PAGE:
To support faculty as they remained civically engaged during the pandemic, the Center for Teaching and Learning at the University of South Dakota (CTL) launched a training series on public scholarship partnering with facilitators from Emory, Baylor, and Harvard. Core outcome of the series were for faculty to find a home for themselves in public engagement and to support students in their own public-facing work. The series introduced faculty to public scholarship as a dialogical partnership and offered workshops on facilitating public-facing student work and organizing virtual conferences, concluding each term with a panel featuring academics who promote the common good in different ways. This article explains the development of this series with the theoretical underpinnings that guided it and concludes by proposing a definition of public scholarship that includes student voices and repositions universities within the communities they inhabit.
Centered on the unique chronotope of Oxford, this essay traces the ways Gerard Manley Hopkins and Thomas Hardy invoke and compromise our ability to relate past to present. In the sonnet, ‘Duns Scotus’s Oxford,’ and the novel, Jude the Obscure, Hopkins and Hardy respectively present the city of Oxford as a central confluence of medieval and early modern pasts with a Victorian present. To further link past and present, the poet and novelist both enter into the medieval conceit of the wind, wherein a lover gains intimacy with the beloved through mutually shared breath, but they do so for cross-purposes. Whereas a connection to the past is preserved in Hopkins’s sonnet by a theological understanding of the ether, any such connection is a dangerous illusion in Hardy’s novel. Yet, even with this divergence Hardy, like Hopkins, still leads the reader into a shared sacramental intimacy suggested through medieval influences on the novel.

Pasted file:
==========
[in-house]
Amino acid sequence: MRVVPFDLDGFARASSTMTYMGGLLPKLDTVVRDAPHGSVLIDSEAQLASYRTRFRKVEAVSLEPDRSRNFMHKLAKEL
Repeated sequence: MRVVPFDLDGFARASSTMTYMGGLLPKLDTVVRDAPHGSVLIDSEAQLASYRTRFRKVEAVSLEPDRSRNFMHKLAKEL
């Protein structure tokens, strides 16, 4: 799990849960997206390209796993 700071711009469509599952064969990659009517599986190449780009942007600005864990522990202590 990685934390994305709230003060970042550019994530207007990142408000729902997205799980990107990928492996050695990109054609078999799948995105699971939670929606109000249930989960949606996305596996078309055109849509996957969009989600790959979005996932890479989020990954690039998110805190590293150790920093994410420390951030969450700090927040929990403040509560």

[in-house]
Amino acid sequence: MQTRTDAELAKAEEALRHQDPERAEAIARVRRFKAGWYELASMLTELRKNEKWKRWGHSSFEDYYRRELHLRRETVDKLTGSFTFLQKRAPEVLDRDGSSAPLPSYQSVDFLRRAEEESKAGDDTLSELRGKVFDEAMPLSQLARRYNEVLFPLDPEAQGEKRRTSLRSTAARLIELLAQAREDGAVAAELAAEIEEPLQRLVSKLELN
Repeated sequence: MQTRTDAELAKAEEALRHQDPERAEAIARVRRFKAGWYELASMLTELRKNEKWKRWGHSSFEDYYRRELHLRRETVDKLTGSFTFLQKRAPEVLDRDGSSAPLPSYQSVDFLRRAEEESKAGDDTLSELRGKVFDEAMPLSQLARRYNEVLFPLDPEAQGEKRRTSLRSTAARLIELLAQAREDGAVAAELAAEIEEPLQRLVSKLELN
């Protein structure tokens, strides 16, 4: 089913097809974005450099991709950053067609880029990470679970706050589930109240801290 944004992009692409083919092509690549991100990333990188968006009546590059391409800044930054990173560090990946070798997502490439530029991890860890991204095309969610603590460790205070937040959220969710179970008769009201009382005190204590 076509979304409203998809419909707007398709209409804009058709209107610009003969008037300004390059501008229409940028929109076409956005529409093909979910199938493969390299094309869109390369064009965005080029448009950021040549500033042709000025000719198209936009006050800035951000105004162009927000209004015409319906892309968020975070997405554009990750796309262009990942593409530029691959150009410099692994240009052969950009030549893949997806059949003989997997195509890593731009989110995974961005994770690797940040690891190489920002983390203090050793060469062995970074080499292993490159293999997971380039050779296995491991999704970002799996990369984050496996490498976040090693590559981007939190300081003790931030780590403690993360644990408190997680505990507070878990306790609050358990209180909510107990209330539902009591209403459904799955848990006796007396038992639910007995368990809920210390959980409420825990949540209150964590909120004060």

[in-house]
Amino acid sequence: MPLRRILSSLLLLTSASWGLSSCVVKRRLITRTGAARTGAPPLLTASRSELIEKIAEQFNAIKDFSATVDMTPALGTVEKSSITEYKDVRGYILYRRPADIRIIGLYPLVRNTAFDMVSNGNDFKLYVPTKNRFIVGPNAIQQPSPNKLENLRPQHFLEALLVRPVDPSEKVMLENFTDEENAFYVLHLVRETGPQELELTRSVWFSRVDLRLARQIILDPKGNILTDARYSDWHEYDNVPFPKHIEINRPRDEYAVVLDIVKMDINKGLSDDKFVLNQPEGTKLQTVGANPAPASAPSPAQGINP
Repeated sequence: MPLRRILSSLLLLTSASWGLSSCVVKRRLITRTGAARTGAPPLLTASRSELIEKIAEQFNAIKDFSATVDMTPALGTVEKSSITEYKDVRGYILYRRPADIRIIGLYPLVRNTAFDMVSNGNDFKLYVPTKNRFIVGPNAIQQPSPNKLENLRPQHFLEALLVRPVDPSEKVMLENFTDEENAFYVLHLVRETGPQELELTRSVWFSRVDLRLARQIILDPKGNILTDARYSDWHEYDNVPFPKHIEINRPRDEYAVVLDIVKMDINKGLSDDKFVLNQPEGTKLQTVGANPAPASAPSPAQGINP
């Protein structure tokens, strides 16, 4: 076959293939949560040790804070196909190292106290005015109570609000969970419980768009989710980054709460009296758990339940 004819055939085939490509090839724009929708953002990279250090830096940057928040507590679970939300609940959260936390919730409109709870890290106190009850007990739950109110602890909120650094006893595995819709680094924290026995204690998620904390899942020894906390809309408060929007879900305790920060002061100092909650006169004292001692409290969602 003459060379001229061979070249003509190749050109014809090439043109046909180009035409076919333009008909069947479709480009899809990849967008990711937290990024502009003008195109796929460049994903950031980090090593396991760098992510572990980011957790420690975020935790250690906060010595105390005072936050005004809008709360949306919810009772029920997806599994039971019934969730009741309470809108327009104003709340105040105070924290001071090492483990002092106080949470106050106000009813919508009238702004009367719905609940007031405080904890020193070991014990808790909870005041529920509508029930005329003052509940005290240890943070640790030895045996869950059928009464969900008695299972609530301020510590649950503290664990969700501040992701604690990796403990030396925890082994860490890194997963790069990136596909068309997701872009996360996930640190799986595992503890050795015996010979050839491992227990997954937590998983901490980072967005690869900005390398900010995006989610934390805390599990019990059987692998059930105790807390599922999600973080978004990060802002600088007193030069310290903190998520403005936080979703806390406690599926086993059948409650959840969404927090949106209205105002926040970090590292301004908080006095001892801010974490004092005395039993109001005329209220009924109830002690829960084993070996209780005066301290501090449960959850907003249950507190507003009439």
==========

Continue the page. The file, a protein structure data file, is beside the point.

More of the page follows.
A beautifully written essay uncovering interesting tropes these two astonishing minds share in their revision and invention of the medieval past.Judge for postmedieval’s Michael Camille Essay Contest
Sarah Harvey has developed an important model called creative synthesis for the use of dialectical reasoning in creative endeavors. This model is put in direct opposition to the evolutionary model called random variation, which, according to Harvey, promotes incremental innovation, while creative synthesis promotes radical innovation. In emphasizing the affirmative stage of the dialectical process, creative synthesis offers a description of how groups can be consistently successful in creative endeavors through collective attention, enabling ideas, and building on similarities. We propose that creative synthesis is not a rival to but an extension of random variation and that the same dialectical reasoning used by Harvey allows us to integrate the two models into a more versatile hybrid: evolutionary synthesis. We contend that the hybrid model better reflects the complexity of reality and avoids the problem of routinization.
In their dialogue piece Chen and Adamson provide a superb illustration of creative synthesis in action by integrating the thesis of evolutionary theory with the antithesis of dialectic theory to develop a newly synthesized construct, “evolutionary synthesis.” Their extension of the creative process is exciting, raising both new insights and new questions for group creativity research.Sarah Harvey, “Synthesis in Action: Response to Chen and Adamson”
“Addressed by Name: Syllabus as ‘Personal Correspondence’” for the Teaching Tips Consortium Teaching Messages Collection. (See also version adapted to Canvas by the New York Institute of Technology CTL)